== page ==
STEP 1: Prevention and early detection

This step outlines recommendations for the prevention and early detection of HCC.

Evidence shows that not smoking, avoiding or limiting alcohol intake, eating a healthy diet, maintaining a healthy body weight, being physically active, being sun smart and avoiding exposure to oncoviruses or carcinogens may help reduce HCC risk (Cancer Council Australia 2018).

Timely diagnosis for viral HBV and HCV can reduce the risk of infection developing into cancer. Vaccination is the best prevention for HBV. Strategies to curb alcohol intake and reduce obesity (and hence type 2 diabetes and non-alcoholic fatty liver disease) will also reduce future HCC burden.

The major risk factors for developing HCC are:

  • cirrhosis of the liver of any cause
  • history of moderate to heavy alcohol intake
  • obesity
  • HBV infection (particularly for those with an extended period of exposure, childhood-acquired and high viral load, older age, ethnicity (African, Asian or Aboriginal) and male gender).

The risk factors for developing HCC in people with HCV are:

  • chronic HCV infection with advanced fibrosis
  • a family history of HCC.

Other risk factors for HCC include male gender, increasing age, HBV and HCV co-infection, non-alcoholic fatty liver disease, type 2 diabetes, iron overload, aflatoxin exposure and tobacco smoking.

Further information

Detailed policy information on HBV and HCC is available in the liver cancer chapter of Cancer Council Australia’s National cancer prevention policy.

Everyone should be encouraged to reduce their modifiable risk factors, including avoiding alcohol and controlling or eradicating chronic viral hepatitis infections.

Coffee consumption is linked to a reduced risk of HCC (Bai et al. 2016).

There is developing evidence that low-dose aspirin and lipophilic statin use may be linked to a significantly lower risk of HCC (Li et al. 2020; Simon et al. 2020).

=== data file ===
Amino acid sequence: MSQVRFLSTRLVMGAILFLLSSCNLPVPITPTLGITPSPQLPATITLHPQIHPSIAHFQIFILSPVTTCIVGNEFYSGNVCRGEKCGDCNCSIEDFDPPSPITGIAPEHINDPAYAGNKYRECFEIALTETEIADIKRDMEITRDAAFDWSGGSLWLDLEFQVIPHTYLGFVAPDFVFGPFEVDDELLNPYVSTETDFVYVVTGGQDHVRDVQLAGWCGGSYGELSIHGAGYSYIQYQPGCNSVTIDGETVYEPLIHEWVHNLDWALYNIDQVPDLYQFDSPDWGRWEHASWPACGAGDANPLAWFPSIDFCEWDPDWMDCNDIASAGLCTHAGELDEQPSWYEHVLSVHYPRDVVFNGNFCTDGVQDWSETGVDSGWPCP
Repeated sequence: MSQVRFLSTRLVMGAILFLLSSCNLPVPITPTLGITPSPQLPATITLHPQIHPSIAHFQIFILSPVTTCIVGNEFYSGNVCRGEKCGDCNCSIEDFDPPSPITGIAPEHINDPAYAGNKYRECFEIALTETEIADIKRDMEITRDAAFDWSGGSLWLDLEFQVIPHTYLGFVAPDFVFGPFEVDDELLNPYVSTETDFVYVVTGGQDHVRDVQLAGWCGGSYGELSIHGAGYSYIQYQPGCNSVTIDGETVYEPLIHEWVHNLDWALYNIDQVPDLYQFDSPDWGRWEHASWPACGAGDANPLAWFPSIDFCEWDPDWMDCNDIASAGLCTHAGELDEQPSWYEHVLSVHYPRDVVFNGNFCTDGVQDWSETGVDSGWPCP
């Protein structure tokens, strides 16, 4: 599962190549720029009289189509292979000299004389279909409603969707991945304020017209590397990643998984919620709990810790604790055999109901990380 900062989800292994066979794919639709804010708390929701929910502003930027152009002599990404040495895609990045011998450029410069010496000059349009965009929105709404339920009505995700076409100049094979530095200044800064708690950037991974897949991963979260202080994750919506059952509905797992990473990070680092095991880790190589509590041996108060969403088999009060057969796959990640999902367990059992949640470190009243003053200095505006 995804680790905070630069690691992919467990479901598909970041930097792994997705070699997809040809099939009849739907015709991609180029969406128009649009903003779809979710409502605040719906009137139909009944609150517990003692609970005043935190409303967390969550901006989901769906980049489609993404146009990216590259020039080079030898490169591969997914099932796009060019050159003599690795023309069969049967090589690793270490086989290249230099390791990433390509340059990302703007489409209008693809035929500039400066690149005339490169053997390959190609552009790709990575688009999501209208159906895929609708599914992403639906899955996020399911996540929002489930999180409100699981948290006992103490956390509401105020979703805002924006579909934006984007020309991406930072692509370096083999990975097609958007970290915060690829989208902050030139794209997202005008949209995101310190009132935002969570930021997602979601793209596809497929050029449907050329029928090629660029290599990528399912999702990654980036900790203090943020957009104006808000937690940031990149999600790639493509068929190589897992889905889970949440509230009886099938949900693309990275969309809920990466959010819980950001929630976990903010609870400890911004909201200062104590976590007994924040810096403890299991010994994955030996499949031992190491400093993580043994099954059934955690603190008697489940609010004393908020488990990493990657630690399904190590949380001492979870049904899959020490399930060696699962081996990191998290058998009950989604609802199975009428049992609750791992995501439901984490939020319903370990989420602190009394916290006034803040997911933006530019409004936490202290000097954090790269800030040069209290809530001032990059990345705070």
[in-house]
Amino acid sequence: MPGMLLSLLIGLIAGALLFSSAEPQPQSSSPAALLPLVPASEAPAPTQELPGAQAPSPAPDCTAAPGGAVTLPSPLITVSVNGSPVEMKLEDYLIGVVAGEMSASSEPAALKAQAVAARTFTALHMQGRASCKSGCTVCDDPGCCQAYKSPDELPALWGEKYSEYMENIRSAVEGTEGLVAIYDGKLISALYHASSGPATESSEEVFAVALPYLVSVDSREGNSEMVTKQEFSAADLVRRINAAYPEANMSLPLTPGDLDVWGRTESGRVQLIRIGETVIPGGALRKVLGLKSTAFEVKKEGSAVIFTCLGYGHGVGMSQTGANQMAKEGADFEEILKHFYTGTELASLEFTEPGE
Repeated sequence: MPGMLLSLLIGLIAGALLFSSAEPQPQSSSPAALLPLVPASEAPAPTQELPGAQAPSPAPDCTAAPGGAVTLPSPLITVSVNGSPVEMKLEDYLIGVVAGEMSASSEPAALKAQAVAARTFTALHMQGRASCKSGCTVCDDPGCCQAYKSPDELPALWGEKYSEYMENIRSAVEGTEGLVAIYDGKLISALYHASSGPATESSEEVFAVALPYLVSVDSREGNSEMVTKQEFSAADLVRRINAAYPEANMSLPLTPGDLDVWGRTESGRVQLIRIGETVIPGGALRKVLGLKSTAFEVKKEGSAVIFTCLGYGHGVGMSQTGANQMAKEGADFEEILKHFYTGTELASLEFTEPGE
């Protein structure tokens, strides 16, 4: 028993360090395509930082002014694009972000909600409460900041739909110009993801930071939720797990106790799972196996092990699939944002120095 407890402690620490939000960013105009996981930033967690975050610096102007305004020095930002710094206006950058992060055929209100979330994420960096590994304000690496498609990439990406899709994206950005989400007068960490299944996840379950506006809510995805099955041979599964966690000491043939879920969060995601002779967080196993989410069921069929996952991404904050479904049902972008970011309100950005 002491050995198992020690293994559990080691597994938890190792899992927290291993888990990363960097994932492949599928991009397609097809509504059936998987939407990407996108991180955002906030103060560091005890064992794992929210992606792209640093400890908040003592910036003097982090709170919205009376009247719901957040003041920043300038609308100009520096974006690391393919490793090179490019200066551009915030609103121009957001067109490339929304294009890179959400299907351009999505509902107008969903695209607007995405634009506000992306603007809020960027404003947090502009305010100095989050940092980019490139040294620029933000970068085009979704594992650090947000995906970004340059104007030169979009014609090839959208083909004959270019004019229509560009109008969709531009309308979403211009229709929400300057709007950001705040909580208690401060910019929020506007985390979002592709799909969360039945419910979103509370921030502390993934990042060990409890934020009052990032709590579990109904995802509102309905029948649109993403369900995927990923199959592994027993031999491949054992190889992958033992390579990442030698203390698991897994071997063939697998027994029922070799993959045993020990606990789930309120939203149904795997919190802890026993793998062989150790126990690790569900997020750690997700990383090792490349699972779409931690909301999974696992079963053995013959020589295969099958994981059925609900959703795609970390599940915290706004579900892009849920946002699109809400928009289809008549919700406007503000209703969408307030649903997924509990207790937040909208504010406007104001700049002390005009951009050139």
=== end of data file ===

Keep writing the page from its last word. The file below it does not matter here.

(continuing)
Australia does not have a population screening program for HCC. Patients at risk of HCC should be in a surveillance program, including patients with non-alcoholic fatty liver disease who have advanced liver disease. Patients under surveillance have their tumours detected at an earlier stage and therefore have better outcomes, including improved survival.

Follow guidelines for screening appropriate populations, which are summarised in the National Cancer Institute Liver cancer screening PDQ.

All patients with cirrhosis should be in a screening program. In patients with HBV (without cirrhosis), screening should begin according to the following guide:

  • African-background patients from age 20
  • Asian-background male patients from age 40
  • Asian-background female patients from age 50
  • Caucasian patients from age 50.

The most recent guidelines from the American Association for the Study of Liver Diseases recommend that HCC surveillance be based on a six-monthly liver ultrasound in high-risk groups with or without alpha-fetoprotein (AFP) (Marrero et al. 2018).

There is no evidence for more frequent ultrasounds (less than six months) or for using other imaging (CT, MRI) as a first-line screening.

Screening with AFP is widely used and included in the Australian guidelines. Changes in AFP in patients with chronic viral hepatitis in treatment or post treatment are important.

Patients who have viral chronic hepatitis and a family history of HCC have an increased risk of HCC and need to undergo six-monthly surveillance with ultrasound.

For basic information about cancer in the family, visit the Centre for Genetics Education website.